Along the Northern Circuit
Leaving the urban bustle of Lusaka behind, and just a couple of hours into a three-day drive to the magnificent Lake Tanganyika, the ritual break at the roadside Fig Tree Café is always a moment to stop for breakfast, take a deep breath and throw off the stress of city life.
Beyond Kabwe and after turning right at Kapiri Mposhi, I began to sense the calm embrace of open space and to enjoy the much emptier roads. Driving long distances in Zambia is always a bit of an adventure; but dodging the ‘occasional’ pothole, braking for a stray goat or two, and stopping for the far too frequent police checkpoints is a price I am willing to pay for the anticipation of spending time at one of Africa’s oldest, largest and deepest lakes, and one of Zambia’s finest natural treasures.
But this journey was just as much about stopping off to visit some of the natural and historical heritage sites on the way as it was about my eventual destination on the shores of Lake Tanganyika.
The first night of my journey northwards was at the roadside Forest Inn. Load shedding meant that dinner was a candle lit affair, adding to the rustic atmosphere of this small, well-kept lodge.
The next morning, I turn right out of the lodge gate and start the relatively short drive to my first stop of the day – the beautiful Kundalila Falls (the Bemba name translates as ‘crying dove’), where the Kaombe River cascades over the Muchinga escarpment. The falls is a National Heritage Site, and the attendant comes up to me as I park the car – we greet one another, and he points out the path through the trees leading to the top of the falls.
The easy walk takes me to the spot where I could see the river disappearing over the edge of the water-worn rocks into the shadows below. The river was quite low when I visited, but nevertheless the sight from the best viewing point was truly impressive.
The path continues in a loop down a steep hill to the series of pools at the foot of the falls – a perfect place for a picnic.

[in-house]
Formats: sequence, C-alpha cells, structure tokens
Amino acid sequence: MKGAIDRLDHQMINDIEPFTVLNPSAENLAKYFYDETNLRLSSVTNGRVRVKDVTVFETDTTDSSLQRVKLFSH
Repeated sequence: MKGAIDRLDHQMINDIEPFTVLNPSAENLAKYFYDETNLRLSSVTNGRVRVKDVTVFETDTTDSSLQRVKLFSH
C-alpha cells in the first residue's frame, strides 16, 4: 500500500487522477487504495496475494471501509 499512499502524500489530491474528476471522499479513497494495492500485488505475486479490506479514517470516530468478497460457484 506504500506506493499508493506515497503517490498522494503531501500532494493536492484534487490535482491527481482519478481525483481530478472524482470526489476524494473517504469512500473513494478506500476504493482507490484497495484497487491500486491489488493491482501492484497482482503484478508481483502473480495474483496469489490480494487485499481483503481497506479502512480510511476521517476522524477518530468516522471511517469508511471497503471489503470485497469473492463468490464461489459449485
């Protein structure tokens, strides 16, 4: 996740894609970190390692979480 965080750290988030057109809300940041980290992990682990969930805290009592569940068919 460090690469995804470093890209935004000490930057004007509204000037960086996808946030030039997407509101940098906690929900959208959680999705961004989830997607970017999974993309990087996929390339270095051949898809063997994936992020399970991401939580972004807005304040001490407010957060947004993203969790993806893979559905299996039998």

This was by no means my first time at Kundalila. As a guide and instructor, I had taken groups to explore the area and to do the river walk that I would say is one of the best water activities on the Great North Road.
My next stop was only a few miles further along the Great North Road after I left the falls behind, and a very different experience. The Nachikufu Caves have been described as one of the best archaeological sites in Zambia, probably deserted in the 19th century, digs have revealed evidence of human habitation and activity going back for something like 15,000 years. Some of the finds are displayed in cases at the site.
Reached by a dirt track and a short walk, clambering over strange, parallel lines of rocks that break through the soil, the caves themselves are set in a rocky outcrop that dominates the local landscape. The guide (you can find him by chance or by calling the number on a sign by the side of the road) unlocked the gate in the fence and took me to see the main cave. He pointed out the red and black abstract patterns and animals painted on the walls, one of which shows a group of men bringing down an elephant. In the dim light, it was easy to feel transported back in time and imagine the hunter-gatherer people who sheltered or lived here about 2,000 years ago and become lost in thought about how they lived and what inspired them to create this ancient art gallery.
Returning to the present was a slightly jarring experience, but I had to continue my journey if I was going to make my next overnight stop before dark.
Turning off the main road at Mpika town, I made for Kasama where I was planning to camp by the Chishimba Falls, which are a short distance out of Kasama town itself. The triple falls are one of the most famous in Zambia, attracting many more visitors than other sites, including the large group of local tourists that were wrapping up their day out as I arrived.